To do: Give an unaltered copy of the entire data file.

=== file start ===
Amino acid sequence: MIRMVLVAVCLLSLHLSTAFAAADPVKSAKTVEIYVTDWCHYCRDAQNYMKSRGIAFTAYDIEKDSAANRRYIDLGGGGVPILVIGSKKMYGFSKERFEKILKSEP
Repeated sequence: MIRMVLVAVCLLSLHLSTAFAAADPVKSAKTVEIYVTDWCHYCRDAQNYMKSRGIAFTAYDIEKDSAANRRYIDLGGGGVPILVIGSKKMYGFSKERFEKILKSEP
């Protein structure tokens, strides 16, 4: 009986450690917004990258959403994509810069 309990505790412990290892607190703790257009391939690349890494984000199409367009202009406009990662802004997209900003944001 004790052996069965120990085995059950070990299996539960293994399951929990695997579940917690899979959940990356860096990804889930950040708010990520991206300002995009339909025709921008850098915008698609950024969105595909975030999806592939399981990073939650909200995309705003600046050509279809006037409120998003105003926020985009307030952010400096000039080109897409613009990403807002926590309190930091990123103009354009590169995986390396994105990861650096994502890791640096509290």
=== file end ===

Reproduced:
Amino acid sequence: MIRMVLVAVCLLSLHLSTAFAAADPVKSAKTVEIYVTDWCHYCRDAQNYMKSRGIAFTAYDIEKDSAANRRYIDLGGGGVPILVIGSKKMYGFSKERFEKILKSEP
Repeated sequence: MIRMVLVAVCLLSLHLSTAFAAADPVKSAKTVEIYVTDWCHYCRDAQNYMKSRGIAFTAYDIEKDSAANRRYIDLGGGGVPILVIGSKKMYGFSKERFEKILKSEP
């Protein structure tokens, strides 16, 4: 009986450690917004990258959403994509810069 309990505790412990290892607190703790257009391939690349890494984000199409367009202009406009990662802004997209900003944001 004790052996069965120990085995059950070990299996539960293994399951929990695997579940917690899979959940990356860096990804889930950040708010990520991206300002995009339909025709921008850098915008698609950024969105595909975030999806592939399981990073939650909200995309705003600046050509279809006037409120998003105003926020985009307030952010400096000039080109897409613009990403807002926590309190930091990123103009354009590169995986390396994105990861650096994502890791640096509290």